Income inequality since 1820

Michail Moatsos, Joerg Baten, Peter Foldvari, Bas van Leeuwen, Jan Luiten van Zanden

Research output: Chapter in Book/Report/Conference proceedingChapterAcademic


This chapter focuses on income inequality as measured by gross (i.e. pre-tax) household income across individuals within a country. It builds upon a number of large-scale initiatives to chart income inequality trends over time, supplementing them with data on wages and heights for the earlier period. Income inequality trends follow a U-shape in most Western European countries and the Western Offshoots. It declined between the end of the 19th century until about 1970, followed by a rise. In Eastern Europe, communism resulted in strong declines in income inequality, followed by a sharp increase after its disintegration in the 1980s. In other parts of the world (China in particular) income inequality is on the rise recently. The chapter also provides evidence on the global income distribution, i.e. assuming all people belong to the same community. This distribution was unimodal in the 19th century, became increasingly bi-modal between 1910 and 1970 and suddenly reverted back into a unimodal distribution between 1980 and 2000.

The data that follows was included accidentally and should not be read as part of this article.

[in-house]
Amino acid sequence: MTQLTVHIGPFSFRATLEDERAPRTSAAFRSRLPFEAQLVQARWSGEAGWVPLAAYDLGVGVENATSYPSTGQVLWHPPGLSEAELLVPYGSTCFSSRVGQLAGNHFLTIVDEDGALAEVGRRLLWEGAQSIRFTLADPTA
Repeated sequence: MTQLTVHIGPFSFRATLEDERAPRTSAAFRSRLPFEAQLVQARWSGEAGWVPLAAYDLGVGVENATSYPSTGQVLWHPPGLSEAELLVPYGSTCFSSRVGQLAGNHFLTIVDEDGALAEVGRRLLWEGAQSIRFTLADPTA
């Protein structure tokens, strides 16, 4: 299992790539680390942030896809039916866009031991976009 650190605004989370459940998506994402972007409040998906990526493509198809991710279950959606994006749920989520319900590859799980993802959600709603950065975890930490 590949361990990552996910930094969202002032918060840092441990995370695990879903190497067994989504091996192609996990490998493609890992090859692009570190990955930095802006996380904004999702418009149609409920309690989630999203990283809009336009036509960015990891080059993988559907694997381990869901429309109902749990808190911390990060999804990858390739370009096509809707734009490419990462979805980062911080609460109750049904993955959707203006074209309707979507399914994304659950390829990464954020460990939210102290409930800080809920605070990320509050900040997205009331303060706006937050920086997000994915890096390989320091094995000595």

Original languageEnglish
Title of host publicationHow Was Life? Global Well-being since 1820
EditorsJan Luiten van Zanden
PublisherOECD Publishing
ISBN (Print)978-92-64-21406-4
Publication statusPublished - 2 Oct 2014
Externally publishedYes

JEL classifications

  • d31 - Personal Income, Wealth, and Their Distributions


  • Income inequality
  • Gini
  • Income distribution
  • global inequality

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